Sea Freight for flowers grows

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    Sea freight replacing air freight is just a matter of time’

    Shipping flowers by boat from Africa to Europe is not only possible, it is the future alternative to air freight. By 2030, 50% of all products will come by sea. However, optimal logistics from the moment of harvest onwards is an absolute prerequisite. In other words, a little botrytis or a small delay, and you’re screwed.

    From top left clockwise: Jeroen van der Hulst of Flowerwatch; Clement Tulezi, Chairman KFC; Dennis Nyamweya, Director Sales and Marketing at Khuene + Nagel; and Carl Lawrence, Director Maersk Eastern African 

    These are pretty much the take-aways from the Flowers by Sea Conference, held yesterday at IFTEX in Nairobi, Kenya. Parties such as the Kenya Flower Council (KFC), Maersk, Kuehne Nagel, Flowerwatch, and Chrysal shared their findings on opportunities and challenges, which provided interesting insights.

    It’s not new, though. We have known for a long time that sea freight is a viable option. From South America, a substantial part has been going to North America by boat for years. Yet that is ‘only’ 10-12% and, moreover, this share is not growing any further. Nobody really knows why not.

    At the same time, however, developments on this side of the Atlantic are promising. Only a year ago, an average of 1 container a day left the country by boat; today, this is 15 to 20. Product losses are very limited, a few percent only, and everything from better cooling at the nursery to investments in transport by rail (wagons) and boat (cleaner ship engines, better practice in prioritizing unloading perishables at the harbor) points to an imminent rapid increase in the share of ocean freight.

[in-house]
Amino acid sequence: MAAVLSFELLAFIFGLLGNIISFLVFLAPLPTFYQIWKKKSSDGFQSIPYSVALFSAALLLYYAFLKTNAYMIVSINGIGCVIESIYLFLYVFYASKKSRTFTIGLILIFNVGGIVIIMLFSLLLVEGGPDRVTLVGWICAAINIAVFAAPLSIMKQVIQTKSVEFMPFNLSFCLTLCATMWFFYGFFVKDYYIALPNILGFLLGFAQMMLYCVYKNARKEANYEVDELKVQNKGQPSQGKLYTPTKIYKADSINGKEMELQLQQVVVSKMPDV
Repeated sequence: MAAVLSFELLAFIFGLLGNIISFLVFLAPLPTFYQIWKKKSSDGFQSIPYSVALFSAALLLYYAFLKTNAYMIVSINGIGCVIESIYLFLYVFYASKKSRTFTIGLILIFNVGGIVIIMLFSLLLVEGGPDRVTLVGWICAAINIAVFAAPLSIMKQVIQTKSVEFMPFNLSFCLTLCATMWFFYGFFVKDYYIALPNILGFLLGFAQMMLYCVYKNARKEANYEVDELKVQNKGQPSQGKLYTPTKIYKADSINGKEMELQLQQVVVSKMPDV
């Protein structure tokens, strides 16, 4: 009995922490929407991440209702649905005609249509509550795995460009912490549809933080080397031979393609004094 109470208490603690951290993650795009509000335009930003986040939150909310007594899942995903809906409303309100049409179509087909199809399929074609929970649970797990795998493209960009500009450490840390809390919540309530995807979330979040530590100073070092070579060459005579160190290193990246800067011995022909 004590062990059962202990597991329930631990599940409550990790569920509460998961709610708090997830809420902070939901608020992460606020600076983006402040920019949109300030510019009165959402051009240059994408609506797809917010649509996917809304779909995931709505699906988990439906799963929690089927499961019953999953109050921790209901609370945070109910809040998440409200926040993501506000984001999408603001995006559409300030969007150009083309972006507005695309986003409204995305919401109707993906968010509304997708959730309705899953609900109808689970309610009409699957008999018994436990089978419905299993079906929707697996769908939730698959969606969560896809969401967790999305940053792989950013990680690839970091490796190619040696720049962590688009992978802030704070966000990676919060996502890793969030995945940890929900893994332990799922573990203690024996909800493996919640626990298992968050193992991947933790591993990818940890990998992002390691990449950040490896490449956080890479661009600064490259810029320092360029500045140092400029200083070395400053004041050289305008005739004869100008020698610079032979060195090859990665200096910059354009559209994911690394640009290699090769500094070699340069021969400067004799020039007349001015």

The team of Turkish Cargo; Hila Lati, Doron Levi, and Harel Caduri of Gadot Agro; Mr & Mrs. De Vos with Dutch Flower Group Africa; and the team of Primarosa Flowers

    In short, when it comes to logistics, ‘anything’ is possible, all the more so because growers are increasingly working according to strict protocols. “One of the points where it still goes ‘wrong,’” Jeroen van der Hulst of Flowerwatch said, “is at the auction. The entire auction system with carts and fust and distribution has been the same for decades, regardless of all the developments in the field of digitalization. There are still serious steps to be taken in handling, cooling, and guaranteeing quality; in that respect, we are still on the lookout for a ‘system change’.”

    Africa’s largest flower show is now in its closing hours, an extensive photo report will follow!


    Source: Publication date: Wed 1 Jun 2022
    Author: Geert Peeters

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